Aži Dahāka made war on Jamshid, and overthrew him. He took the two sisters of Jamshid as his brides, teaching them his evil sorcery and corrupting them with his evil ways. Jamshid fled his armies and went into hiding; for a hundred years Aži Dahāka hunted him, and in the hundredth year he caught him on the coast of the sea of Chin and had Jamshid torn to pieces. For a thousand years he maintained his cruel tyranny over the world, ordering everything he desired to be carried to him in golden cages, and feeding human brains to the serpents that grew from his spine; he even prayed to the goddess Anahita for power to exterminate humanity, but his wickedness was such that she ignored him no matter how many thousands of sacrifices he offered to her. Finally a humble blacksmith named Kaveh, who had seen seventeen of his eighteen children taken one after another to feed the snake-heads of Aži Dahāka, tied his leather apron to a pole and raised it as a flag of rebellion; he was joined by the hero Faridun, and together they rescued Jamshid's sisters and overthrew the tyrant. Faridun wounded Aži Dahāka three times, but from each wound a great tide of poisonous vermin leaped out to infest the world; so finally, instead of killing him, they bound him to mountainside, and there he remains to this day. According to some versions of the story, his shoulder-snakes have been eating his brains ever since.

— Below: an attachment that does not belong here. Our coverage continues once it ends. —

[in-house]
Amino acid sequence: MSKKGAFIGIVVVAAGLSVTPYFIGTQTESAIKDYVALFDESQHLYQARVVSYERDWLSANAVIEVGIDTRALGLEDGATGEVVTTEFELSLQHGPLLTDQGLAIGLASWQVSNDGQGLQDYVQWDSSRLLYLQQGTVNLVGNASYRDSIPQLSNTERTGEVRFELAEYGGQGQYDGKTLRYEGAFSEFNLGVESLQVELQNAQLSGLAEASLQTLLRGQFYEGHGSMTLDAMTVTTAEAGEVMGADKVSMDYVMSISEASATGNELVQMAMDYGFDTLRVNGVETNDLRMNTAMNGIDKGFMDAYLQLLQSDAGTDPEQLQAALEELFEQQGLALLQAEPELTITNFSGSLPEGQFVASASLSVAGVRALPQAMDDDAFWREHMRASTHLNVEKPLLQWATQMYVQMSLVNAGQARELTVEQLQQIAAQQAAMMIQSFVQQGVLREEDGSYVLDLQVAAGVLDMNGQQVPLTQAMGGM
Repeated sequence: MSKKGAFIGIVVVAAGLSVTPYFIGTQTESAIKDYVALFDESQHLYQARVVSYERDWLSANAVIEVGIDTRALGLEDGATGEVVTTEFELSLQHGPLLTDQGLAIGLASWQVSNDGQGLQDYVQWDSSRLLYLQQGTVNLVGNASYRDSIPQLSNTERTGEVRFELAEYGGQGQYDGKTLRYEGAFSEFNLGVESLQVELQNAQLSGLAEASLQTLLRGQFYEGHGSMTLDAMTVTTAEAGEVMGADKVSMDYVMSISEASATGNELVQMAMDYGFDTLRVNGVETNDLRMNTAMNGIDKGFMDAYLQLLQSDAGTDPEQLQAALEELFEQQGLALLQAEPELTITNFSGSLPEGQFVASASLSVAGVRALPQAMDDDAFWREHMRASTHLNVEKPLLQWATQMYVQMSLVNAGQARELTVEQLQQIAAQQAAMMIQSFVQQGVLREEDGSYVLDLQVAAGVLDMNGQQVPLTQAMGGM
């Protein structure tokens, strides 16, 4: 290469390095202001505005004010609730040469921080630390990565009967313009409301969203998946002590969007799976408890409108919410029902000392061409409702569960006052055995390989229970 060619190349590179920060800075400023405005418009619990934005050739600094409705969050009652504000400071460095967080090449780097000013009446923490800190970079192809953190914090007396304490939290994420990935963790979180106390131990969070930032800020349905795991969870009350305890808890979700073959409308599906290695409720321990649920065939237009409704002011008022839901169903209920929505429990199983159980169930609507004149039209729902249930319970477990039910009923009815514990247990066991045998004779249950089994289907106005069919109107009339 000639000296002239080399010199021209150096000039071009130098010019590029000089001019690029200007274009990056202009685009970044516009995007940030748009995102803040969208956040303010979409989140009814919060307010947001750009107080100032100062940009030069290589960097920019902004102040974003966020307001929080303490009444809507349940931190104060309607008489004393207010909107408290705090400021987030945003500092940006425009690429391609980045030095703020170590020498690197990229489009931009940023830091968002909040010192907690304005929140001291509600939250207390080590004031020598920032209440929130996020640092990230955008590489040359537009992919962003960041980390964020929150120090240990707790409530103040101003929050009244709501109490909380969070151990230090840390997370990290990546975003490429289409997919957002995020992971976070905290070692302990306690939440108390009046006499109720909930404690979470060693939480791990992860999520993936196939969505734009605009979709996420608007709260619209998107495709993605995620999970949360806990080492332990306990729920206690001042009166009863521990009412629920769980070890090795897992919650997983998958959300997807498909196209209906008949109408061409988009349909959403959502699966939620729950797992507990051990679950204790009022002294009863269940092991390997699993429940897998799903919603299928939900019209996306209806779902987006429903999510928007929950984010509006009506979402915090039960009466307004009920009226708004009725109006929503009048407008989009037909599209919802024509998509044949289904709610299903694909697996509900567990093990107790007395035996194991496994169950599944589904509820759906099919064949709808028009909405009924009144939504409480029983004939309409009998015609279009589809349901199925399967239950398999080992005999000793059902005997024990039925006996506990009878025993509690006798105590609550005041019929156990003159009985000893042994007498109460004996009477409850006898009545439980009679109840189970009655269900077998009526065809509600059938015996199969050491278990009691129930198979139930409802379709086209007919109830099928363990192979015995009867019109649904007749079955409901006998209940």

(That leather apron banner, by the way? It became the royal banner of the kings of Iran, and was carried by them in all their battles until it was lost during the Arab conquest in the seventh century.)
So: what can we do with all this from a gaming perspective?
- Make a race out of them. Call 'em 'Dahakans', maybe, for maximum linguistic mangling: a breed of towering monsters, seven feet tall, with serpents snapping and darting over their shoulders. They have a natural predisposition towards cruelty, tyranny, and black magic, and can usually be found ruling over barbarian tribes out in the deserts, dominating their followers with an iron fist.